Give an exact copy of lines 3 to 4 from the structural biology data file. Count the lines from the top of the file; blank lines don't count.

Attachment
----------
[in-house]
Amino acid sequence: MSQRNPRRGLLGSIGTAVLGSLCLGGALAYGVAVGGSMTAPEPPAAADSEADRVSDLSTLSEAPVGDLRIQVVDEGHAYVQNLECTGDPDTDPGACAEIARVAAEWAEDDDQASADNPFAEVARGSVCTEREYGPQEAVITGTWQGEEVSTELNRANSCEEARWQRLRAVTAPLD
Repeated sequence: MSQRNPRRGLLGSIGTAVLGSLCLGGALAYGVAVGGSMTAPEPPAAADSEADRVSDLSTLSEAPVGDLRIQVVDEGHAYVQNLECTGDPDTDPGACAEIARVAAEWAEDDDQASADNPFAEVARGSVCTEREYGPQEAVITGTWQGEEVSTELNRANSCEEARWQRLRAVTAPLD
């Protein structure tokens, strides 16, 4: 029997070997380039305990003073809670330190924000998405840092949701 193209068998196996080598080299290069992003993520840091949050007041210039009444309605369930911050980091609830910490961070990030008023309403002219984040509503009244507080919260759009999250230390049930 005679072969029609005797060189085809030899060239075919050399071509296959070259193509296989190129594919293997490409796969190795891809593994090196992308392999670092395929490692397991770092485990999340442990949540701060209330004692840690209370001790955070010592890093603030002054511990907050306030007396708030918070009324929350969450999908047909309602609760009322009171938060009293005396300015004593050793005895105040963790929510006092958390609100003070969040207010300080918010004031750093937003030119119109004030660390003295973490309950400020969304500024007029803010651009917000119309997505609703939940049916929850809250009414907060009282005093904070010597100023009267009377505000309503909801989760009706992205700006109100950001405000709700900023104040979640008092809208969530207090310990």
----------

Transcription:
Repeated sequence: MSQRNPRRGLLGSIGTAVLGSLCLGGALAYGVAVGGSMTAPEPPAAADSEADRVSDLSTLSEAPVGDLRIQVVDEGHAYVQNLECTGDPDTDPGACAEIARVAAEWAEDDDQASADNPFAEVARGSVCTEREYGPQEAVITGTWQGEEVSTELNRANSCEEARWQRLRAVTAPLD
């Protein structure tokens, strides 16, 4: 029997070997380039305990003073809670330190924000998405840092949701 193209068998196996080598080299290069992003993520840091949050007041210039009444309605369930911050980091609830910490961070990030008023309403002219984040509503009244507080919260759009999250230390049930 005679072969029609005797060189085809030899060239075919050399071509296959070259193509296989190129594919293997490409796969190795891809593994090196992308392999670092395929490692397991770092485990999340442990949540701060209330004692840690209370001790955070010592890093603030002054511990907050306030007396708030918070009324929350969450999908047909309602609760009322009171938060009293005396300015004593050793005895105040963790929510006092958390609100003070969040207010300080918010004031750093937003030119119109004030660390003295973490309950400020969304500024007029803010651009917000119309997505609703939940049916929850809250009414907060009282005093904070010597100023009267009377505000309503909801989760009706992205700006109100950001405000709700900023104040979640008092809208969530207090310990």